Women Miners

The gender session held this year at PDAC, the world’s largest mining conference, would certainly not have been on the programme a decade ago [1]. Delegates heard personal stories from female mining executives of how they had been ignored, side-lined or abused earlier in their careers. They also heard about the #MeTooMining initiative and its practical advice for what witnesses of sexual harassment or violence can do [2]. And mining company representatives talked about their efforts to overcome the biases and barriers limiting the recruitment and retention of women workers.

That such discussions are now taking place at industry events shows that the narrative on gender and mining is shifting from the periphery to the mainstream and from theoretical debates to discussions on practical and strategic matters. The business case for gender-aware mining is now well established and it is no longer a question of “why should” but rather “how can” mining companies better address the needs and interests of women workers.

So, how have mining companies responded to the challenges of making the traditionally male-dominated industry safer and more suitable for women workers? The gender-related results of the Responsible Mining Index (RMI) 2018 show how large-scale mining companies are performing on these issues.

More gender-balanced companies

The RMI 2018 results reveal that most of the 30 companies assessed show little or no evidence of efforts to strengthen the gender balance of their leadership and governance teams. The companies scored an average of only 4.5% on the question of implementing interventions to bolster the diversity and inclusivity of their boards and senior management. These results tie in with other research that has shown very low levels of women’s participation at these levels.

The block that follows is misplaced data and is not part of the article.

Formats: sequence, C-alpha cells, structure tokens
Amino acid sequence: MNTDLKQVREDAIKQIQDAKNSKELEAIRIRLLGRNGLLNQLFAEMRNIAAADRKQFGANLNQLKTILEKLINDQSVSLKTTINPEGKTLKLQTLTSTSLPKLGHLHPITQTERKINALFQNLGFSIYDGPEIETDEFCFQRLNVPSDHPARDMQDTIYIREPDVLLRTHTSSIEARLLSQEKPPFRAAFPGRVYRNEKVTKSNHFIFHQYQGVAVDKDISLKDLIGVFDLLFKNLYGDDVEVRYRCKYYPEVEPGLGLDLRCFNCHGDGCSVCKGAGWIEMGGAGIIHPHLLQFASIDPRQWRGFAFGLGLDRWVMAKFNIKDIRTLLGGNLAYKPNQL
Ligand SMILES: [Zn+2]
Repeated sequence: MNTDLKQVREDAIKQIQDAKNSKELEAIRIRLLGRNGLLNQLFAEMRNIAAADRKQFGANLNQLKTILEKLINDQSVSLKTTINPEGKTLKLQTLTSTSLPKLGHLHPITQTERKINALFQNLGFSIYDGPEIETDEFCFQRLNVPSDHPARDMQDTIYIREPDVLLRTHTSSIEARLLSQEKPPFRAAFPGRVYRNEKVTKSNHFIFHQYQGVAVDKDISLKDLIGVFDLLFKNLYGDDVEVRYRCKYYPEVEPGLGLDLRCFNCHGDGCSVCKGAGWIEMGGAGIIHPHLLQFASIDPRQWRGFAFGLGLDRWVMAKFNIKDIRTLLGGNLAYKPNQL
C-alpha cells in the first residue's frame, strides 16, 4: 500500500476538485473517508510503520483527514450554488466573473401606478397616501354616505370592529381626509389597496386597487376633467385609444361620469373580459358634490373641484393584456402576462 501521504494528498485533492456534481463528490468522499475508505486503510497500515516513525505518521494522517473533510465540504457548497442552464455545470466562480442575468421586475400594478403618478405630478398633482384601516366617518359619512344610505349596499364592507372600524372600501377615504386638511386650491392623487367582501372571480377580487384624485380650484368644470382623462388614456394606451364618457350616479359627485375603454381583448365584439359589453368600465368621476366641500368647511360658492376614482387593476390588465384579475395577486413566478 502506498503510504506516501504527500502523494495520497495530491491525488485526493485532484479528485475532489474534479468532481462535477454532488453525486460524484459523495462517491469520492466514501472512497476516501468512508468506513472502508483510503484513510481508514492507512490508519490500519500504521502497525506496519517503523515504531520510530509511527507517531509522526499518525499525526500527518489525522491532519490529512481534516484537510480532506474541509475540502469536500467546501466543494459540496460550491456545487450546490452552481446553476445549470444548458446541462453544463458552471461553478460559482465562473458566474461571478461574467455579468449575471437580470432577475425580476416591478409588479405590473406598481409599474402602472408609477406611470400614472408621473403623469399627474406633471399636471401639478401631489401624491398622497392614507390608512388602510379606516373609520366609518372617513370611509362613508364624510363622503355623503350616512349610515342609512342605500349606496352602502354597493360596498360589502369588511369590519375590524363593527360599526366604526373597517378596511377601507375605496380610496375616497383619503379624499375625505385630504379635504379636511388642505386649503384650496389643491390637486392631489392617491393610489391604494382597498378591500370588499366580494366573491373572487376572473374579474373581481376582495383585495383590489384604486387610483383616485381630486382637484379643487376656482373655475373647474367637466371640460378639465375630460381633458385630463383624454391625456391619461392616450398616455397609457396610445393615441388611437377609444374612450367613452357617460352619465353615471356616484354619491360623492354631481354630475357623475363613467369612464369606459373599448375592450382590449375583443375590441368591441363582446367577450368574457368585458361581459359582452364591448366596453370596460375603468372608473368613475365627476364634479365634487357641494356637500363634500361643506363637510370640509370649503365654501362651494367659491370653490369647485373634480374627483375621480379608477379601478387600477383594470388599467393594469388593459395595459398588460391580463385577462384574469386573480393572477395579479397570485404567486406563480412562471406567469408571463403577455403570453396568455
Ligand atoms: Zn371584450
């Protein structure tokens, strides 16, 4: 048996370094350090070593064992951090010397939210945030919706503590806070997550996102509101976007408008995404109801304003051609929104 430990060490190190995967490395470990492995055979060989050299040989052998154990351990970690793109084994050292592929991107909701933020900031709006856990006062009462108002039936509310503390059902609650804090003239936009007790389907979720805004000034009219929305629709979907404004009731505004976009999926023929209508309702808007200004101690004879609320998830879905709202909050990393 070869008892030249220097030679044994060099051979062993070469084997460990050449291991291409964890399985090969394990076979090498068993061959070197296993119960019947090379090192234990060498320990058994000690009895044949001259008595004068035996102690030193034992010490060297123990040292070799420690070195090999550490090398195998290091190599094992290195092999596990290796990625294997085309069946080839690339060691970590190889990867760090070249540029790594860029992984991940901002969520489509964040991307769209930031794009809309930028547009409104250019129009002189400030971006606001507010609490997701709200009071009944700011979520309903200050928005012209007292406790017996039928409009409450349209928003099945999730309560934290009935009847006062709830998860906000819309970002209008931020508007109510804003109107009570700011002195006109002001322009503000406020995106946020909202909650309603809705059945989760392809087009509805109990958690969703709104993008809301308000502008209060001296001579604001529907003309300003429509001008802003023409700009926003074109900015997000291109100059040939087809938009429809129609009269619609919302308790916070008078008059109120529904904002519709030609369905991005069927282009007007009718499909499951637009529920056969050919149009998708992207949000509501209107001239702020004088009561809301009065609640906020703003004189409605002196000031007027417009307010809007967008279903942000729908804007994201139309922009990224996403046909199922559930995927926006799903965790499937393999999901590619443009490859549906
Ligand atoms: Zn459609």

Beyond board and senior management levels, there is also much room for improvement in gender diversity across companies’ entire workforces. Estimates suggest that women occupy approximately 10 per cent of jobs in the large-scale mining sector. Gender-based bias and discrimination in hiring practices play a role in this, as do work schedules that interfere with family responsibilities and cause social isolation, making mining work unattractive for many women. It is also worth remembering that up until relatively recently, women were prohibited from working in underground mines in many countries. The bans on women underground miners were repealed, for example, in South Africa just ten years ago and in India only this year.